These manifestations raise the following question – is separation from the Vedic parampara, the Sanatana Dharma, the only qualification for a minority tag? Put the other way – is cutting off sections of society from the ancient Vedic parampara the real goal of these majority-minority classifications? Given that the Vedic system is the foundation for Hindu society, it makes perfect sense from the point of view of the ‘Breaking India’ forces to impose this condition for granting of attractive rights and privileges.
Fallout From The Division
There are some natural outcomes expected from the decision to treat Lingayats as a minority group. It will make other communities in the state and country curious about the benefits of such a tag. Since even an elementary peek into this world will reveal the huge benefits, every community is going to start demanding minority status for themselves.
The mere demand, however, is not going to translate into acceptance and recognition by the authorities. Remember, unlike Jains, Buddhists or Lingayats, many of the other communities are not going to have an easy route to prove that they reject the fundamental philosophies of Sanatana Dharma. A Vokkaliga in Karnataka or a Maratha in Maharashtra is going to find out he/she is tied at the hip with the Hindu way of life. Since, as we have seen above, the ability to distance oneself from the dharmic framework is a key entry criterion, most of these communities are likely to find their demands rejected.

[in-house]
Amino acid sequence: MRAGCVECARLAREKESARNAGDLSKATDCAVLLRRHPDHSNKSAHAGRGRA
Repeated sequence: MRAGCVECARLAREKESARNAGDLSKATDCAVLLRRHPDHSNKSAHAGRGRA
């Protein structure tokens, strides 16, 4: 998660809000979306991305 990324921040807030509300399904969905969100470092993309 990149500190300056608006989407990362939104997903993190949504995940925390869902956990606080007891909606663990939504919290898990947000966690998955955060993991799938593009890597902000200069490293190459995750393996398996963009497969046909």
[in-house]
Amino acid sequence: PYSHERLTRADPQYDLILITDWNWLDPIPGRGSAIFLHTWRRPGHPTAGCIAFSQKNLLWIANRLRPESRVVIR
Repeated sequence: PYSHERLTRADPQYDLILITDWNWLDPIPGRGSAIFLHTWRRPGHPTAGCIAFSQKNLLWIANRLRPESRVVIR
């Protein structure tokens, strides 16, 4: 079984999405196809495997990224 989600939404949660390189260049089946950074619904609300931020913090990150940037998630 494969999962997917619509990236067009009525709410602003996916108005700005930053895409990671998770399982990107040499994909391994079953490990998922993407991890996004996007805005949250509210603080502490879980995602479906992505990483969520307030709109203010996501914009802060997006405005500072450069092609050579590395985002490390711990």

Many people on social media have commented on the possibility of the overall Hindu community falling below the 50 per cent mark (after a few communities move out) and thereafter 'all' communities being treated as minorities. I, however, disagree with this possibility. The ability to selectively grant these rights to some and deny the same to others is a cardinal principle that must be maintained if the Breaking India project has to succeed. Therefore, a new definition of what constitutes ‘majority’ is likely to emerge. Either this term is going to be openly attached with the ‘Hindu/Vedic way of life’ or, more likely, the numerically largest community will be declared as majority (even then applicable to only Hindus as a group). The fact that the terms ‘majority’ and ‘minority’ are undefined in our Constitution or in any other law is going to be of advantage when it comes to redefining these terms.